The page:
Clearing a path: Council member and son get to work


Vancouver council member Bart Hansen and his son fix a problem first, then questions can be asked

A small business owner received a complaint about the sidewalk right next to his restaurant.

Yes, he noted, there was some debris but just temporarily. He and his staff clean up the area every day, bringing garbage to the dumpster at closing time.

His sidewalk has always been passable and the area around it has always been maintained.

Unlike the sidewalk just across the street.

There is a sidewalk under there somewhere, right? Bart Hansen, a Vancouver council member, and his son Louis, took a few hours to clear a path on this sidewalk in east Vancouver. Photo courtesy of Bart Hansen
There is a sidewalk under there somewhere, right? Bart Hansen, a Vancouver council member, and his son Louis, took a few hours to clear a path on this sidewalk in east Vancouver. Photo courtesy of Bart Hansen

That fired-up business owner made a video, comparing his sidewalk with the one across the street. It was really no comparison. The one across the street was overtaken by bushes. In some stretches, one could not even see the sidewalk. 

The video gained traction on Facebook. Two days later, two people, on their own, showed up to take care of the problem. For hours, using machetes and weed eaters and other equipment, they cleared a path. They also called authorities to get rid of the dozen or so hypodermic needles they found.

While still in need of some TLC, the sidewalk is now usable. Thanks to two men: Vancouver council member Bart Hansen and his son Louis.

“When folks reach out to me, I want to make it very clear that I work for the citizens of Vancouver, not the city of Vancouver,” Bart Hansen said.

Hansen was “tagged” on the video, someone asking what he could do about it. Hansen said he was disappointed that Charles Bibens, owner of Goldies Texas Style BBQ, was receiving notifications regarding his sidewalk. He appreciated how Bibens stood up for how his sidewalk is maintained while wondering about the wreck that was just across the street.

“His sidewalk looks absolutely immaculate,” Hansen said. “Then he’d point out the hypocrisy of it all. He has a great illustration of hypocrisy right here. Those are the stories council members need to be hearing. When I get the inclination that small business is not getting a fair shake, I want to hear their stories.”

For Hansen and his son, this was not the time to figure out who was supposed to maintain the other sidewalk. It turned out, Hansen said, the sidewalk is in city limits. The fence and the development on the other side of the fence is county. This is on NE 156th Avenue, just north of Fourth Plain Blvd.

There it is, the sidewalk. Bart Hansen and his son took the time to relocate this sidewalk in east Vancouver. Photo courtesy of Bart Hansen
There it is, the sidewalk. Bart Hansen and his son took the time to relocate this sidewalk in east Vancouver. Photo courtesy of Bart Hansen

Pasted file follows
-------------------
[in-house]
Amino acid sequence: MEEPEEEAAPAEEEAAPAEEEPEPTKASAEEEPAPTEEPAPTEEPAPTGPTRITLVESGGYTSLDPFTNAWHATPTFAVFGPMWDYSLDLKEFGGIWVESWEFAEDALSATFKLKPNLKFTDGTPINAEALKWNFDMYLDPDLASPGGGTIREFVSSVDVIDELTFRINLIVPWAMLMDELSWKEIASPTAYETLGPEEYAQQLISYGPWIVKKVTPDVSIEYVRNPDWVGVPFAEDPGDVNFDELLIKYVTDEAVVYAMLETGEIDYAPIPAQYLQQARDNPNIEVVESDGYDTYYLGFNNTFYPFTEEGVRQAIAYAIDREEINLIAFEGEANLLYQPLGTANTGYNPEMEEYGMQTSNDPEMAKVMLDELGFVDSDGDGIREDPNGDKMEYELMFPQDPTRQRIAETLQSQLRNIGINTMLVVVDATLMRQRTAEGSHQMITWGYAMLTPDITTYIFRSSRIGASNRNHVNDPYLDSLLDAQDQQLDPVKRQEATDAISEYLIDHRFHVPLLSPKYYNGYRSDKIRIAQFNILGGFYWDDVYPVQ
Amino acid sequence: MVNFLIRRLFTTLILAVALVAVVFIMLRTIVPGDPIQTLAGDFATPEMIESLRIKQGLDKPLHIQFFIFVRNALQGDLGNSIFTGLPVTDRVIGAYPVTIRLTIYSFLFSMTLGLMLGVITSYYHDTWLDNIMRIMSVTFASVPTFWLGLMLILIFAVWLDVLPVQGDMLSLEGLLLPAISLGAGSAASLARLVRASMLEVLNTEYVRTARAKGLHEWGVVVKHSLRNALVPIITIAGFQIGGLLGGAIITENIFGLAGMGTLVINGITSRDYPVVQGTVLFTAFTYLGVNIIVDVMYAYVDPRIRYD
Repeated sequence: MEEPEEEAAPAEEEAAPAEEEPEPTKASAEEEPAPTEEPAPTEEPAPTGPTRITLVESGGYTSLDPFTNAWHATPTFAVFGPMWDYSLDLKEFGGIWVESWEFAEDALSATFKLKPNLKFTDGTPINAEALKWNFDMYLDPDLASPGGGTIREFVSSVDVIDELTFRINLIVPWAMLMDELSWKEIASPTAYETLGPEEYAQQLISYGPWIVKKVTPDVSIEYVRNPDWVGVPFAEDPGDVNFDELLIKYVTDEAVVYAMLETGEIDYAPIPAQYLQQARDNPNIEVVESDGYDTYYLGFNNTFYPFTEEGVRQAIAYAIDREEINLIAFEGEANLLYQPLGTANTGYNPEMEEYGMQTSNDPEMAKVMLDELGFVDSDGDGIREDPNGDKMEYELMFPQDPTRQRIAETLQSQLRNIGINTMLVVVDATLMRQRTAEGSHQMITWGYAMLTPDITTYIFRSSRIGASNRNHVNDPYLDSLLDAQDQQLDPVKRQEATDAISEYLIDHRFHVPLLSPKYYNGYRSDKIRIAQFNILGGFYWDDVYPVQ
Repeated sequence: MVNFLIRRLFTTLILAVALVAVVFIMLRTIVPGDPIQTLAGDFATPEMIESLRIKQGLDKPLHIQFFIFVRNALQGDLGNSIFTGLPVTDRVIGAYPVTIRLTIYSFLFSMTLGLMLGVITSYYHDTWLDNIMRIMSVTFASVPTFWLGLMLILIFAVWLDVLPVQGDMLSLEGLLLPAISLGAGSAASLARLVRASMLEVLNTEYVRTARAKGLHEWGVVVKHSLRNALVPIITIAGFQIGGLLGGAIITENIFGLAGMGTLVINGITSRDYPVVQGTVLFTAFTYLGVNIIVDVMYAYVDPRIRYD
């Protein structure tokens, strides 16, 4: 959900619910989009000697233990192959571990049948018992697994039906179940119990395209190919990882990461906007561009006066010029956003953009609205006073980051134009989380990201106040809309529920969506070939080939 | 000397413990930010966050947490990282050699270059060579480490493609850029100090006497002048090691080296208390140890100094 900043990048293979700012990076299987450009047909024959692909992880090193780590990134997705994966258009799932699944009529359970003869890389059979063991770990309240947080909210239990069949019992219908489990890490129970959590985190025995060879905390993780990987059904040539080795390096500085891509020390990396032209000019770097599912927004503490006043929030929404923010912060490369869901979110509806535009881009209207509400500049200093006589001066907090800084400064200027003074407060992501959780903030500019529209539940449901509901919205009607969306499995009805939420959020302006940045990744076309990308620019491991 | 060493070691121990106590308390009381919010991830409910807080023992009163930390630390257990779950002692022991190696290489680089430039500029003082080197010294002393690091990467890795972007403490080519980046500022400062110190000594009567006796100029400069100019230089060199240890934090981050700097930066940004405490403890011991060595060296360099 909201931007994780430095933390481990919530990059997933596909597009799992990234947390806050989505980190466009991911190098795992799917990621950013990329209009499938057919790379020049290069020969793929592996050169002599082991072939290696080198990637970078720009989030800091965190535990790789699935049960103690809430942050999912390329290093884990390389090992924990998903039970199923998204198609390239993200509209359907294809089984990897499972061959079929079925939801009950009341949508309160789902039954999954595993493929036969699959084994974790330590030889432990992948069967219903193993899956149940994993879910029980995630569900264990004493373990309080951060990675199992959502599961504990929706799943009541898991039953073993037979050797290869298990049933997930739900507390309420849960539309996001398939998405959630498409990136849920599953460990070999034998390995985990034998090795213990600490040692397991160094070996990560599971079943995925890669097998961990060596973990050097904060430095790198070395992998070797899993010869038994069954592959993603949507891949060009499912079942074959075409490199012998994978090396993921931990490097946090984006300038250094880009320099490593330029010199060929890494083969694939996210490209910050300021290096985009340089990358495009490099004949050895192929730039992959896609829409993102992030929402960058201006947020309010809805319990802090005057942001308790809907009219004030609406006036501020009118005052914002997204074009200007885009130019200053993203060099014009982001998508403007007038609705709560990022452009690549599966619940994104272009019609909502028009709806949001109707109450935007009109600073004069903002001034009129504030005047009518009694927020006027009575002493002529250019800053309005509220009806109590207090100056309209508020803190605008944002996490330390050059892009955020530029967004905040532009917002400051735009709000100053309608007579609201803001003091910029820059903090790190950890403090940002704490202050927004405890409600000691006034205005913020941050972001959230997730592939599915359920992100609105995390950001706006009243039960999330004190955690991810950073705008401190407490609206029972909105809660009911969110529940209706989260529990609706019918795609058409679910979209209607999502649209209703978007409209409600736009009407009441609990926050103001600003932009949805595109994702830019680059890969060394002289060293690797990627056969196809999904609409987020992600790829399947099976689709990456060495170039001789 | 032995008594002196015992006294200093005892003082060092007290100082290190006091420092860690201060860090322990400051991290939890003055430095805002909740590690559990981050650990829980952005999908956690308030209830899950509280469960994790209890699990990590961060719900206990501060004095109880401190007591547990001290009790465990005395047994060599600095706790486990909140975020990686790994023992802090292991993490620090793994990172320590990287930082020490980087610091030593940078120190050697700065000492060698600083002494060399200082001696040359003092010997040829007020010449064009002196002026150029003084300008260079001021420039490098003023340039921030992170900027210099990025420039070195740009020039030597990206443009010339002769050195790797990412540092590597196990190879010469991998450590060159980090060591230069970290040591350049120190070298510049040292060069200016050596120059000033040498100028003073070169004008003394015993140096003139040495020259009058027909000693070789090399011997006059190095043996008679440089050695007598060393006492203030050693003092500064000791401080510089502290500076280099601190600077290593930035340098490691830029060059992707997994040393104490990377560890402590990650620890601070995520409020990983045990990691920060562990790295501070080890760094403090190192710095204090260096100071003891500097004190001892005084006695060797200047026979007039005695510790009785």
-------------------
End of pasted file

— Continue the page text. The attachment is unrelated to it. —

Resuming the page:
Hansen said he could “dilly-dally” all day trying to figure out who should be responsible for maintaining the sidewalk “or I can just come out and do something about it. I chose the latter,” he said.

Hansen also did a similar clean-up on 38th and Main after another Facebook post asked him if the city was supposed to be maintaining that area.

“Instead of going through bureaucracy, let’s just start off with weed eaters,” Hansen said. “Then figure out where to go from there. Let’s get it done first.”

Back across the street from Goldies, it took Brad and Louis more than three hours to clear a path. Some of the blackberry bushes were 3-, 4-feet high. Louis declined money from his father, saying that would defeat the purpose of volunteering.

Bart called the non-emergency line when he found the needles. Interestingly, Hansen said, the person on the other line actually asked, “Are you at Goldies?” That video had become that popular.

Vancouver Police showed up soon after with a kit to collect the “sharps.”

There is a new development going in about a block north of what was the problem area. The sidewalk will be used.

Bart Hansen, left, and his son Louis took more than three hours to clear a path on a sidewalk that had been “overrun” by bushes and other debris. They showed up just a few days after a small business owner posted a video complaining about being nitpicked about his sidewalk when the one across the street was unusable. Photo by Paul Valencia
Bart Hansen, left, and his son Louis took more than three hours to clear a path on a sidewalk that had been “overrun” by bushes and other debris. They showed up just a few days after a small business owner posted a video complaining about being nitpicked about his sidewalk when the one across the street was unusable. Photo by Paul Valencia

Thanks to a video produced by a small business owner, and to those who tagged Hansen on Facebook, that sidewalk is now passable. Oh, it still needs work, but this was a start.

“I appreciate being tagged,” Hansen said of notifications on social media. “If I don’t know about it, I can’t address it.”

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About The Author

Paul Valencia joins ClarkCountyToday.com after more than two decades of newspaper experience. He became the face of high school sports coverage in Clark County during his 17 years at The Columbian. Before moving to Vancouver, Paul worked at Oregon daily newspapers in Pendleton, Roseburg, and Salem. A graduate of David Douglas High School in Portland, Paul enlisted in the U.S. Army, serving three years as a soldier/journalist. He and his wife Jenny recently celebrated their 20th anniversary. They have a son who has a passion for karate and Minecraft. Paul’s hobbies include: Watching the Raiders play football, reading about the Raiders playing football, and waiting to watch and read about the Raiders playing football.

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